Average          and          Yield/        Average         and          Yield/
                               Balance       Dividends        Rate         Balance       Dividend        Rate
                                                               ($ in thousands)
Interest-earning assets:
  Loans receivable (1)        $  96,938     $     4,256          5.85 %   $ 112,685     $    5,027          5.95 %
  Investments held to
maturity                          9,747             180          2.46         7,543            192          3.39
  Other interest-earning
assets (2)                       26,033              46          0.24        20,830             31          0.19

    Total interest-earning
assets                          132,718           4,482          4.50       141,058          5,250          4.96

Noninterest-earning assets       10,668                                      10,400

    Total assets              $ 143,386                                   $ 151,458

Interest-bearing
liabilities:
  MMDA and statement
savings                          64,000             250          0.52        59,463            324          0.73
  Time deposits                  33,982             189          0.74        47,792            437          1.22

    Total interest-bearing
liabilities                      97,982             439          0.60       107,255            761          0.95

Noninterest-bearing
liabilities                      20,305                                      22,785
Equity                           25,099                                      21,418

    Total liabilities and
equity                        $ 143,386                                   $ 151,458

Net interest income                         $     4,043                                 $    4,489

Net interest-rate spread
(3)                                                              3.90 %                                     4.01 %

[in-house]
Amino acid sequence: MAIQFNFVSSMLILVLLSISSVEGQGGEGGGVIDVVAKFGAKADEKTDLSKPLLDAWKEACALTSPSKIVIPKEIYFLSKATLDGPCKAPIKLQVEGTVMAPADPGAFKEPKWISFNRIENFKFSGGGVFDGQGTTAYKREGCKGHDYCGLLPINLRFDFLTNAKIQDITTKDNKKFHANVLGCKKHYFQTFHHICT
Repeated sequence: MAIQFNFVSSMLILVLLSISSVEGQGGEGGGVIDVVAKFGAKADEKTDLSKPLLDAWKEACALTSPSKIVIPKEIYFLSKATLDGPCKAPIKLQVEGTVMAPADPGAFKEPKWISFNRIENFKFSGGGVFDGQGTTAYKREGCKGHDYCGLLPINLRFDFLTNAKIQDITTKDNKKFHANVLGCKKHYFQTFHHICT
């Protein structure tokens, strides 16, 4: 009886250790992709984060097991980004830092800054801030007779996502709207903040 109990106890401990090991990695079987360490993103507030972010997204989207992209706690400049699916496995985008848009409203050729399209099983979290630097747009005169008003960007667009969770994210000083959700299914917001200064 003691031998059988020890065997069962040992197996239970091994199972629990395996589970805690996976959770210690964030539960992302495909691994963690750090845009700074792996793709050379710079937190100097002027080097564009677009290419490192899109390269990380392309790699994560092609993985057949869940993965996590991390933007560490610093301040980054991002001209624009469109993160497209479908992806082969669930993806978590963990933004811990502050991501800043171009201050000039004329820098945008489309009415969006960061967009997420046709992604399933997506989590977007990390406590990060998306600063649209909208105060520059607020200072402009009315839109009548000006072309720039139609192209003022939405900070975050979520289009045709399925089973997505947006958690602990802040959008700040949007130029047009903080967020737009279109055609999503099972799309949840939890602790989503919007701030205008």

Net interest margin (4)                                          4.06 %                                     4.24 %

Ratio of average
interest-earning assets
  to average
interest-bearing
liabilities                        1.35 x                                      1.32 x



(1) Includes nonaccrual loans.
(2) Other interest-earnings assets including federal funds sold, Federal Home Loan Bank stock and interest-bearing deposits.
(3) Interest-rate spread represents the difference between the average yield on interest-earning assets and the average rate of interest-bearing liabilities.
(4) Net interest margin is net interest income divided by average interest-earning assets (annualized).

SUNSHINE FINANCIAL, INC. AND SUBSIDIARIES

Comparison of the Three Months Ended September 30, 2012 and 2011

General. Net loss for the three months ended September 30, 2012 was $44,000 compared to net earnings of $14,000 for the three months ended September 30, 2011, resulting in an annualized loss on average assets of (0.12)% for the three months ended September 30, 2012 and annualized income of 0.04% for the three months ended September 30, 2011. The decrease in net earnings was due primarily to a decrease in our net interest income, partially offset by an increase in gains on loan sales to FHLMC.

Net Interest Income. Net interest income decreased $173,000, or 11.4%, to $1,346,000 for the three months ended September 30, 2012 from $1,519,000 for the same period in 2011, primarily due to the decline in average balance of our loan portfolio, partially offset by our lower cost of deposits. Our interest rate spread decreased to 3.95% for the three months ended September 30, 2012 from 4.16% for the same period in 2011, while our net interest margin decreased to 4.08% from 4.39%. The ratio of average interest-earning assets to average interest-bearing liabilities for the three months ended September 30, 2012 decreased to 1.34x, from 1.39x for the three months ended September 30, 2011.

Interest Income. Interest income for the three months ended September 30, 2012 decreased $251,000, or 14.5%, to $1,474,000 from $1,725,000 for the same period ended September 30, 2011. The decrease in interest income for the three months ended September 30, 2012 was primarily due to lower average balances of loans receivable. Average interest-earning loans decreased to $93.5 million during the three months ended September 30, 2012 compared to $109.3 million for the three months ended September 30, 2011. In addition, the average yield on average interest earning assets decreased 52 basis points to 4.47% from 4.99% due to a shift in portfolio balance.